Conforming to the shape of the take-up bore 2, the ball cage 4 is formed cylindrically and includes a series of ball bearings 26 which are disposed on the same part-circle-diameter. The bearings 26 are uniformly distributed in rows on the circumference of the ball cage. A pressure spring 5 which is supported at the take-upbore end 7, presses ball cage 4 against the stop ring 27, as long as no tool shaft 15 has been introduced. This situation is illustrated in the lower half of FIG. 2. Here, the ball bearings 26 of the ball cage 4 are disposed in opposition to the annular slots 25 mentioned hereinabove, thus not making contact with the supporting wall 28 of the take-up bore 2. Since, however, the number of the annular slots is less by one than the number of the ball bearing rows of the ball cage, the bearings 26 of that series of bearings which is disposed the furthest within the take-up bore 2, adjoin the supporting Wall 28.

As the cylindrical tool shaft 15 is introduced into the take-up bore 2, or rather into the ball cage 4, the ball cage is carried along thereby only at that moment when its forward end reaches the last series of bearings which is supported on the'bearing wall 28. At this moment, the ball cage 4 moves in the direction of the take-up bore end 7 against the force of the spring 5. The bearings 26 of the ball cage 4, which so far have not taken up the load, thereby travel past that shoulder of the respective juxtaposed annular slot which faces the takeup bore end 7 and are thereby supported by the bearing wall 28. A press fit is thereby established between this bearing wall 28, the balls 26 and the tool shaft 15.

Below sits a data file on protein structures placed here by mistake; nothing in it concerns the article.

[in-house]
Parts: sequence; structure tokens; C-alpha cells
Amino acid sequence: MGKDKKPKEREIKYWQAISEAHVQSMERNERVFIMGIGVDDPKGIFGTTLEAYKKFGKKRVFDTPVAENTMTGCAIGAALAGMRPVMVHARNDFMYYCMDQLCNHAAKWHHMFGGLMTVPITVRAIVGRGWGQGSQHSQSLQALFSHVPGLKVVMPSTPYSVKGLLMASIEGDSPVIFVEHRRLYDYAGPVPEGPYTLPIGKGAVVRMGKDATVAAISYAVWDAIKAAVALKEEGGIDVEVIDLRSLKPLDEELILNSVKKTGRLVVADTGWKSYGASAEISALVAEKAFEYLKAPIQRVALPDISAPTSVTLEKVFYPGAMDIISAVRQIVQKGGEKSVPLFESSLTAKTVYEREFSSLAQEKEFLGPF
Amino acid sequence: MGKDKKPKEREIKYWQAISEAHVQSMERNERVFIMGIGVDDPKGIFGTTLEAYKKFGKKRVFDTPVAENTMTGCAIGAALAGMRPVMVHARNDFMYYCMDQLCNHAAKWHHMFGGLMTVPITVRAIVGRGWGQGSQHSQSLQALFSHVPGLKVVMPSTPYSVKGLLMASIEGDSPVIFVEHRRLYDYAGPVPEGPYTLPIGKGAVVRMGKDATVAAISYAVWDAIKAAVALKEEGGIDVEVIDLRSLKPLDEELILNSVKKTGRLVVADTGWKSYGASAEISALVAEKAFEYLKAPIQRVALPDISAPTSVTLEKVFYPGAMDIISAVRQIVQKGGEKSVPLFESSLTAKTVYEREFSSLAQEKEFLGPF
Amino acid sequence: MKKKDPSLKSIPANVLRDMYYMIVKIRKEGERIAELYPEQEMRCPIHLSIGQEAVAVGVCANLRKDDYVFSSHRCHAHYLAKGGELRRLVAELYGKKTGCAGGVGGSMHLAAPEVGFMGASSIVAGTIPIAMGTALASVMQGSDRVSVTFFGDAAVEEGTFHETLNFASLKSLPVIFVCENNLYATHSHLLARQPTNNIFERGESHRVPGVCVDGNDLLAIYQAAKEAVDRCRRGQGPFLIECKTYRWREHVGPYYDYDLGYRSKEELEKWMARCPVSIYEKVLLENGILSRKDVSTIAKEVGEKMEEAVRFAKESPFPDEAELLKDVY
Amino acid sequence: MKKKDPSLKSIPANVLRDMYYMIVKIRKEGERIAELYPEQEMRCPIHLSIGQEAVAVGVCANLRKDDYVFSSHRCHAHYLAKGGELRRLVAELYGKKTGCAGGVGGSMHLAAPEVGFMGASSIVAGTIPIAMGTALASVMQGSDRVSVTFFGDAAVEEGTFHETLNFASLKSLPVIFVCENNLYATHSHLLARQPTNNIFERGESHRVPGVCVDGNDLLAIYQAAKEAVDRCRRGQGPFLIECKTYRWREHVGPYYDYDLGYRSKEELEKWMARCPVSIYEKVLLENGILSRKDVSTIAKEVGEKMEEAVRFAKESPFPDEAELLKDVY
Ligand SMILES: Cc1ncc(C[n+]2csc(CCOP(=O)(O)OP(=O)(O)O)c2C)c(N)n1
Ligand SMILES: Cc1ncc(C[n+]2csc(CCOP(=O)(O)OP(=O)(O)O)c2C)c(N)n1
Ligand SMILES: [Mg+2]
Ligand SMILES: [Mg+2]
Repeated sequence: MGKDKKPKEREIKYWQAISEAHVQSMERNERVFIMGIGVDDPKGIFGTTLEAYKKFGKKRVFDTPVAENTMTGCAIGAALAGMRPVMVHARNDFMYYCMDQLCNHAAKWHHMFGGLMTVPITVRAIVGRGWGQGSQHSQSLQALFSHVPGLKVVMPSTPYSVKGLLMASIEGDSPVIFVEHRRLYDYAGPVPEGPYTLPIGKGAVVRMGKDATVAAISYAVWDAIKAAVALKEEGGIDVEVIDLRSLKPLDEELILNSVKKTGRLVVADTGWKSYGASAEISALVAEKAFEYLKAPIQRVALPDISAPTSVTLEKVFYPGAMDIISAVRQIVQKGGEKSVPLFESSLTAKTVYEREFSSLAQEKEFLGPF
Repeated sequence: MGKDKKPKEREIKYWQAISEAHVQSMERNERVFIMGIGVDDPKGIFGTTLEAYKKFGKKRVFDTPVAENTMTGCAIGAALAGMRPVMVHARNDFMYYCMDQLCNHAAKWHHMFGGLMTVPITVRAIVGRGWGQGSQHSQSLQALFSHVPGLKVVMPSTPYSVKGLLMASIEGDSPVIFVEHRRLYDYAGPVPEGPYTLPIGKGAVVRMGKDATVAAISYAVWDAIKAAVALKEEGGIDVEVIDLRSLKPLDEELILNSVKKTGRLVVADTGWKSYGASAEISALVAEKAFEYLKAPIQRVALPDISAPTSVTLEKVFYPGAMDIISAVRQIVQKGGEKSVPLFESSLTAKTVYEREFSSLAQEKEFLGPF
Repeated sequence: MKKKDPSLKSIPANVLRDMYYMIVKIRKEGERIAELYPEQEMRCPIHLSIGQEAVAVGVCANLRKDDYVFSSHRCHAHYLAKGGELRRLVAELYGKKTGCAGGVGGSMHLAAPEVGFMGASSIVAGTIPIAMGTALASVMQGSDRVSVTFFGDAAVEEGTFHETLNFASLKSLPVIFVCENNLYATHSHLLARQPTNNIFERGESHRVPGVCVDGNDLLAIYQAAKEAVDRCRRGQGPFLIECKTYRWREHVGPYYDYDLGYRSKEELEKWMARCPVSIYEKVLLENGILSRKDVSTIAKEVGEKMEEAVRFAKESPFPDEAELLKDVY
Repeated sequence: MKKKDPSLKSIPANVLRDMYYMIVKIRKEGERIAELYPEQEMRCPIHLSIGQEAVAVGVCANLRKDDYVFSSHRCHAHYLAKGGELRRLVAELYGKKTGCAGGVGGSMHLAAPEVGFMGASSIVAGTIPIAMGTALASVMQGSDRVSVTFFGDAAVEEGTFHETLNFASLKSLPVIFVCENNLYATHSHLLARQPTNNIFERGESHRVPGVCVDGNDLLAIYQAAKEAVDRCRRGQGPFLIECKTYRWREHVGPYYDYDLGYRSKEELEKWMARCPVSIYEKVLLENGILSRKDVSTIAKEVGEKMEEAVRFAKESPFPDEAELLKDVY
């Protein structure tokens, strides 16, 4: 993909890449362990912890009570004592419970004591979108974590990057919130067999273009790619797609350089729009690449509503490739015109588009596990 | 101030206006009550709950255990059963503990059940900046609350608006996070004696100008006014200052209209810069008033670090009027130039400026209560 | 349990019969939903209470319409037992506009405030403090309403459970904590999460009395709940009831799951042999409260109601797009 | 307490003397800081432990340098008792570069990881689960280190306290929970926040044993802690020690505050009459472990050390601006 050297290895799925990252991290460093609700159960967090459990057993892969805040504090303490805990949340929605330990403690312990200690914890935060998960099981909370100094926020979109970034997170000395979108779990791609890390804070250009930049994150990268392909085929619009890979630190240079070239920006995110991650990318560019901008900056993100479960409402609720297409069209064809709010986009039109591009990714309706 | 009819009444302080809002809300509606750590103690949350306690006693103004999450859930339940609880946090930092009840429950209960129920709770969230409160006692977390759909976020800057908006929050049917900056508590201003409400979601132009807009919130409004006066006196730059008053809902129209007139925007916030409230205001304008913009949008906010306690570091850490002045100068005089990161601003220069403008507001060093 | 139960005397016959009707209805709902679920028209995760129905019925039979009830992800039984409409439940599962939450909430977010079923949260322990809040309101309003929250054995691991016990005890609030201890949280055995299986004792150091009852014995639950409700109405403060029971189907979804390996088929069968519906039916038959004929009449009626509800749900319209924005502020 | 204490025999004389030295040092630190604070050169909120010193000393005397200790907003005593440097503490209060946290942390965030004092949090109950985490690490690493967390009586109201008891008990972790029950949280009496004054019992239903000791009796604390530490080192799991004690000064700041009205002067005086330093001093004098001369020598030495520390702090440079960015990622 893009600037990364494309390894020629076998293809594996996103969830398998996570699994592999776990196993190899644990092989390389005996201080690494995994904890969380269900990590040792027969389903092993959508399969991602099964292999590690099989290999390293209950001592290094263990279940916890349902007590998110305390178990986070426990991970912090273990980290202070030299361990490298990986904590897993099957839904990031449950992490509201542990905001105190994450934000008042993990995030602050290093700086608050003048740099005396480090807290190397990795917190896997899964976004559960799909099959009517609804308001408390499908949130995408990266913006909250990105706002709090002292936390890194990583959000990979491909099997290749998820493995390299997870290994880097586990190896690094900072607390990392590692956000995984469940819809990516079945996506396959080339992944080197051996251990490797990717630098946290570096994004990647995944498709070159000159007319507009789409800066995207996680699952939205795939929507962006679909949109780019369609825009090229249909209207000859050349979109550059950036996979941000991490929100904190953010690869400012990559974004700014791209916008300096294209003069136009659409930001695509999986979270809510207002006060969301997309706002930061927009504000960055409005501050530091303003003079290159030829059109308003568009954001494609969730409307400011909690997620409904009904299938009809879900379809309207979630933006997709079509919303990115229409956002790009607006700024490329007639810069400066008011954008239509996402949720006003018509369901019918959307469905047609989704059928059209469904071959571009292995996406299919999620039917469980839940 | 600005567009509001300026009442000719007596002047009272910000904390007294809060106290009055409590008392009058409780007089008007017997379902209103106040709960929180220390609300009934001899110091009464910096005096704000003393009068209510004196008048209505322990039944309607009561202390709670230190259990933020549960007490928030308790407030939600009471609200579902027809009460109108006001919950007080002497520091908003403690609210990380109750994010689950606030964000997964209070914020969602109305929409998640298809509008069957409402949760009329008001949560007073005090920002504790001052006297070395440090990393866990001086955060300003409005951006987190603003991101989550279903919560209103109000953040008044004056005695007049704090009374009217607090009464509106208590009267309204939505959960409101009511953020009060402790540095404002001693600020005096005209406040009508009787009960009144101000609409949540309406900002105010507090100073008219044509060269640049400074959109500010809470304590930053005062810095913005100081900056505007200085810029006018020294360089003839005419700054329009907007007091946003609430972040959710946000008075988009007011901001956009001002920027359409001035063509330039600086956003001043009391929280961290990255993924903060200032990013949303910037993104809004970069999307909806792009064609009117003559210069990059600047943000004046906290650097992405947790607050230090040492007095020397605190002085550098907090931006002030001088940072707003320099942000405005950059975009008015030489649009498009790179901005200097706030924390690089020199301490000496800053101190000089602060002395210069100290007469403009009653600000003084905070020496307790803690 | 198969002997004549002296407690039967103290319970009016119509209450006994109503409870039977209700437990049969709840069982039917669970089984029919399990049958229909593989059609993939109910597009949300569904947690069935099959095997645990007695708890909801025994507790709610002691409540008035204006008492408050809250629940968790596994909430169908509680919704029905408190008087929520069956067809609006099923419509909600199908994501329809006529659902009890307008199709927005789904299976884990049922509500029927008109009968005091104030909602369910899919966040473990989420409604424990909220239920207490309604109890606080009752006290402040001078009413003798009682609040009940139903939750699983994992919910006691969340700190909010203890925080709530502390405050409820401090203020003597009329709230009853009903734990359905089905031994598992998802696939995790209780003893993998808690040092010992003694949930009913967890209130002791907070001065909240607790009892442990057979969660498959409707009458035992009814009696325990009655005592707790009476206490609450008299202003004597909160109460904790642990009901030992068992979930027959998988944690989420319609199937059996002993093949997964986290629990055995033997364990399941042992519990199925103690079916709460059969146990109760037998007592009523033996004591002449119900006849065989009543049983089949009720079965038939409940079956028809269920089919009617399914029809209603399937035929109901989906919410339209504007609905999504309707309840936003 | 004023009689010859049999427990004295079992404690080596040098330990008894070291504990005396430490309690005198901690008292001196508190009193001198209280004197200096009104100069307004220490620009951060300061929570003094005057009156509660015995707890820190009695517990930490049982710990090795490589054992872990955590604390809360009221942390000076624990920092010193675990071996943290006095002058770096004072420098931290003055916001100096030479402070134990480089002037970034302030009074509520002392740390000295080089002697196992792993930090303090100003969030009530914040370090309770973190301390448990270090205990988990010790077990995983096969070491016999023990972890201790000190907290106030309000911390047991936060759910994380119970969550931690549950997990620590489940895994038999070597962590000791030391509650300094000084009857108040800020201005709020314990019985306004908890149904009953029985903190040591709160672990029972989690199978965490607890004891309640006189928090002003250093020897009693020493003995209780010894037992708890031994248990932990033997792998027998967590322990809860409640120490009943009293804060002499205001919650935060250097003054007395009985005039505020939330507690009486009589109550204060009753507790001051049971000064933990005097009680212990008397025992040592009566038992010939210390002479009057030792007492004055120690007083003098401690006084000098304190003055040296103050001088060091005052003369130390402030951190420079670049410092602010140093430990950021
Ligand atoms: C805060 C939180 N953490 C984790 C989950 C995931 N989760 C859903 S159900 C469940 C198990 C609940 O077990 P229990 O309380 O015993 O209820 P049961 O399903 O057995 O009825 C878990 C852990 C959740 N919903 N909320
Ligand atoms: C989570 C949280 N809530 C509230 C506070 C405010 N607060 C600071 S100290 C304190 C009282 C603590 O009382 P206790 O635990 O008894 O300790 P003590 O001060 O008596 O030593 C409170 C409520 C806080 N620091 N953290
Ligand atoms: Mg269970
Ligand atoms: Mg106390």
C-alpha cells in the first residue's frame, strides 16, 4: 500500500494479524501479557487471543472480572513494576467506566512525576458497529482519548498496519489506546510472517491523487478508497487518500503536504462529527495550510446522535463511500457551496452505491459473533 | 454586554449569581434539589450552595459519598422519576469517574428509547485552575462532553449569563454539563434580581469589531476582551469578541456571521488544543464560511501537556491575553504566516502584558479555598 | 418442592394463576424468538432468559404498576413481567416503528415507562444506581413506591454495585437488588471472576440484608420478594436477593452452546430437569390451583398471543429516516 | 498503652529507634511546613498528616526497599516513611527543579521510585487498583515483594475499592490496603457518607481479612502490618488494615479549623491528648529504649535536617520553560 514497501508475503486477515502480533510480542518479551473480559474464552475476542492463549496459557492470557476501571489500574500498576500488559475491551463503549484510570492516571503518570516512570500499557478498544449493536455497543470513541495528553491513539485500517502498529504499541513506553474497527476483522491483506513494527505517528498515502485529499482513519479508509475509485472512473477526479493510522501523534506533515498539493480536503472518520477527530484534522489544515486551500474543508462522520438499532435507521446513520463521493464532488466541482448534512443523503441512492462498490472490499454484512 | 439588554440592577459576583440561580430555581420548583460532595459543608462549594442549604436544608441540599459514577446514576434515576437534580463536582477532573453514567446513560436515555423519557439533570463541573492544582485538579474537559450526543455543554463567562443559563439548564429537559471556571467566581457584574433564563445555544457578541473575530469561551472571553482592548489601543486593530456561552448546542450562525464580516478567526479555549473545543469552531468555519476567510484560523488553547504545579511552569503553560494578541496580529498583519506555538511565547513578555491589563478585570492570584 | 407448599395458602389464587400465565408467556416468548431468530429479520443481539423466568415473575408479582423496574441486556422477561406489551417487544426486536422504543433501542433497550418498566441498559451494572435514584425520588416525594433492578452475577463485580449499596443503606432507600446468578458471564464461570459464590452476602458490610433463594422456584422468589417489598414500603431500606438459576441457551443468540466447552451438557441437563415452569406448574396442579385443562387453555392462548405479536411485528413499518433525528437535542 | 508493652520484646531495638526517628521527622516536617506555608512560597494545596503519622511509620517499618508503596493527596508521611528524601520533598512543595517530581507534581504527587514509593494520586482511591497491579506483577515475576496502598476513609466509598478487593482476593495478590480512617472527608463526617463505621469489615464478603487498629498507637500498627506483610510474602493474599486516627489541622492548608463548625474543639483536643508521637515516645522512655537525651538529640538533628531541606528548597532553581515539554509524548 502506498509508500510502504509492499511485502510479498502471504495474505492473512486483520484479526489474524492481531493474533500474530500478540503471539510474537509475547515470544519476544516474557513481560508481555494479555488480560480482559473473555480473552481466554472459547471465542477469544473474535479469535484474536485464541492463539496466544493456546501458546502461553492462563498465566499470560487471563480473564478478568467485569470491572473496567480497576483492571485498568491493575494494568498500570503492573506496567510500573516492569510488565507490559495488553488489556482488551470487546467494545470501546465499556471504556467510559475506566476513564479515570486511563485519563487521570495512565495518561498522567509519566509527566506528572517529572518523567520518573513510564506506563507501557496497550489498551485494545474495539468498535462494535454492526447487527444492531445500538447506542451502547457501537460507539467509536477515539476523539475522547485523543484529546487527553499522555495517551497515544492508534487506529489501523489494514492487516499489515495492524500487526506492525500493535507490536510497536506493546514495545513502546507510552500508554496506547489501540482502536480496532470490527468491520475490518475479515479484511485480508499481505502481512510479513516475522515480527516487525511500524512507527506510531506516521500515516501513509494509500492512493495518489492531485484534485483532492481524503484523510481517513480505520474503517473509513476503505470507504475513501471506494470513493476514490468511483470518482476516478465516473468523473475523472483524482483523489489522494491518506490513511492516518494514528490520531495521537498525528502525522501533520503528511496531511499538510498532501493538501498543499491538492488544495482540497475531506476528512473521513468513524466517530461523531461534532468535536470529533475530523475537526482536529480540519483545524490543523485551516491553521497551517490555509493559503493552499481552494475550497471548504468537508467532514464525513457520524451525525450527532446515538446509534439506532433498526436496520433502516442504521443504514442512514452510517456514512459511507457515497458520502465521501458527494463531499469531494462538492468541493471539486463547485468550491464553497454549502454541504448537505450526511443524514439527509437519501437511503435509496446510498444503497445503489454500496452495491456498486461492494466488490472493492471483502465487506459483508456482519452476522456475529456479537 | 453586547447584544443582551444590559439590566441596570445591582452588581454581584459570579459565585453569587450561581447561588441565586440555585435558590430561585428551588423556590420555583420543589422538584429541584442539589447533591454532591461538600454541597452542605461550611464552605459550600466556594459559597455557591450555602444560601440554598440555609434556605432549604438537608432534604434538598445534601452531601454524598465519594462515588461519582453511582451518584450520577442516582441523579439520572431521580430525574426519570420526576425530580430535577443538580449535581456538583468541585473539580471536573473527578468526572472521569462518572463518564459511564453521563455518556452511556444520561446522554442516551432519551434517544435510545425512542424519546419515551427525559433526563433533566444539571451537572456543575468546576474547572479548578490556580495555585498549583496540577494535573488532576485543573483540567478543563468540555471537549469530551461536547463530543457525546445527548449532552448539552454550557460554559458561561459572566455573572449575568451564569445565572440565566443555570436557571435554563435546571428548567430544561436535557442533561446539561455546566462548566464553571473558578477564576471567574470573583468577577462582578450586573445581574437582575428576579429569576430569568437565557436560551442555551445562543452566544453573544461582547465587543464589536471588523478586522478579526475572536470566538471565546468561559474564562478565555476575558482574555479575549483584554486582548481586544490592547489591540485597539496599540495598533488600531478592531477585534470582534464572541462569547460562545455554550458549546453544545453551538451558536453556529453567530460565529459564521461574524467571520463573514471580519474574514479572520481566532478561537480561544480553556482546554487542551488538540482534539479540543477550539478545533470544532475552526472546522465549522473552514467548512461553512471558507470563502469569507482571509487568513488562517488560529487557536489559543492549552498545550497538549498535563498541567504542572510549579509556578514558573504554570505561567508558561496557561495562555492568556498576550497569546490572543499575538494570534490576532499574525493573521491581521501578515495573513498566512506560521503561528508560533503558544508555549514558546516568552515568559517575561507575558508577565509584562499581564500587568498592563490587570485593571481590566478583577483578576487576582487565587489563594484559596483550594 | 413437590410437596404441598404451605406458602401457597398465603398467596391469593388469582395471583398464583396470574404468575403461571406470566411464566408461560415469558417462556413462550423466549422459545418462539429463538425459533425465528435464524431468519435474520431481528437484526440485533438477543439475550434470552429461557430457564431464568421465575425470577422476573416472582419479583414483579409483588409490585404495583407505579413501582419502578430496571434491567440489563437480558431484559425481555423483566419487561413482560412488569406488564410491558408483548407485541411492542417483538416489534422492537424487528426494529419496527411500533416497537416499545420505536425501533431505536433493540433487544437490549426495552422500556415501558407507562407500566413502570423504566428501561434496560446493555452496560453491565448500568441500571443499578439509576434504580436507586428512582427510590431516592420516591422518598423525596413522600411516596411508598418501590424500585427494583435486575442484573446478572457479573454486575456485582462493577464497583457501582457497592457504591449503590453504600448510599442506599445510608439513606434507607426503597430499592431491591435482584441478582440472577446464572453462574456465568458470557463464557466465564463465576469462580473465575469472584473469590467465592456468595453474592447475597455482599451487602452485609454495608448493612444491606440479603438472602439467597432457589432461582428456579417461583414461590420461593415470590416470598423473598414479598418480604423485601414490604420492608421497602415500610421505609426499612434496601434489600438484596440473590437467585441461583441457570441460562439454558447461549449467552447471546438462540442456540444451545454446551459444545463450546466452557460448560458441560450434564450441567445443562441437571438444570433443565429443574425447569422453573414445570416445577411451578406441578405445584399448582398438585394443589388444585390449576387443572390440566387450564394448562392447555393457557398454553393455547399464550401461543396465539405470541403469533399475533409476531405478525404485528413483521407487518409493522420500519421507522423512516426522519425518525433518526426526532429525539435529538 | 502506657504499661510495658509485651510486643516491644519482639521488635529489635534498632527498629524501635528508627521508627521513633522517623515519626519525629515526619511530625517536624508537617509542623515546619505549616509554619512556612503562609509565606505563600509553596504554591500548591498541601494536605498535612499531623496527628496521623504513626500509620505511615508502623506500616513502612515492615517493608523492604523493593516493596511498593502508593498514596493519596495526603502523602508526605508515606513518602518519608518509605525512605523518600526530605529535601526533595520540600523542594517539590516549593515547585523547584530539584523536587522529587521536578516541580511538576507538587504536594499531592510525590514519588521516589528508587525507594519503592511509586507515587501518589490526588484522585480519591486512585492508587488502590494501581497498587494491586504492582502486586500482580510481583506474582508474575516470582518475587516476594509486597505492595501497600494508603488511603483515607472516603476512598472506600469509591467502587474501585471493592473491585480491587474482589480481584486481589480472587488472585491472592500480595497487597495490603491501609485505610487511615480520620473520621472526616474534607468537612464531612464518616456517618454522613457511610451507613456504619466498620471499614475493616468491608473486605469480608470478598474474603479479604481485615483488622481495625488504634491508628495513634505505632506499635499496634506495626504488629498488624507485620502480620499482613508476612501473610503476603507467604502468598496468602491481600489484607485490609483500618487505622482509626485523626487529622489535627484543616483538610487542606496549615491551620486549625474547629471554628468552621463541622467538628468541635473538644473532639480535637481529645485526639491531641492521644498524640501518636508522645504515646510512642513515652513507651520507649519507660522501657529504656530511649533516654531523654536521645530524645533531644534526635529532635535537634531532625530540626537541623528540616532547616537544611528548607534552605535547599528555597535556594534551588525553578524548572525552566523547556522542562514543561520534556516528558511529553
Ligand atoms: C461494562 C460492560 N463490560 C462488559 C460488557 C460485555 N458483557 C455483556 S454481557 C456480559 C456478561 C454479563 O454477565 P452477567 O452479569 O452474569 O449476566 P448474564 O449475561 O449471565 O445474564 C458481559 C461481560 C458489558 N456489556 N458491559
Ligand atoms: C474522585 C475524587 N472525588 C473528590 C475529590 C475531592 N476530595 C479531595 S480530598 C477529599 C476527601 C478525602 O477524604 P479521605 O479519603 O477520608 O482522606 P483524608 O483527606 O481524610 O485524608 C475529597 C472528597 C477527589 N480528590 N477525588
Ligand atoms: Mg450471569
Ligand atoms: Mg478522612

Since the bearings 26 must be brought out of the respective range of the annular slot 25 respectively lying in opposition thereto, the roll-away path necessary for obtaining a rigid mounting amounts to only a few milli-. meters. After the introduction of the tool shaft into the take-up bore 2, the tie rod 16 is tightened. Thus, a falling out of the tool shaft from the centering spindle is no longer possible.

The tool take-up shown in FIG. 2 is insofar more advantageous than the form shown in FIG. 1, in that the tool shaft 15 is enclosed by more bearings and, moreoever, may be fabricated muchmore simply and reasonably.

Since, due to the bearings, a press fit may be obtained between tool shaft 15 and the take-up bore 2, a further embodiment of the invention may be utilized in the following additional manner:

Due to the press fit, radial forces act on the take-up bore 2 of the working spindle l and effect a deformation of the working spindle l in such a manner that the outside diameter of the working spindle becomes larger within the range in which bearings in the take-up bore 2 are present. This leads to a decrease in the bearing play of the working spindle 1.

Since, for various tools, the spindle support is subject to different requirements and conditions as, for instance, high rotational speeds, high precision, and small loading for finishing work; low rotational speeds, low precision and high loads for rough work, the bearing play of the spindle may be made to suit the respective requirements of the tool by means of diameter stepdowns of the various tool shafts.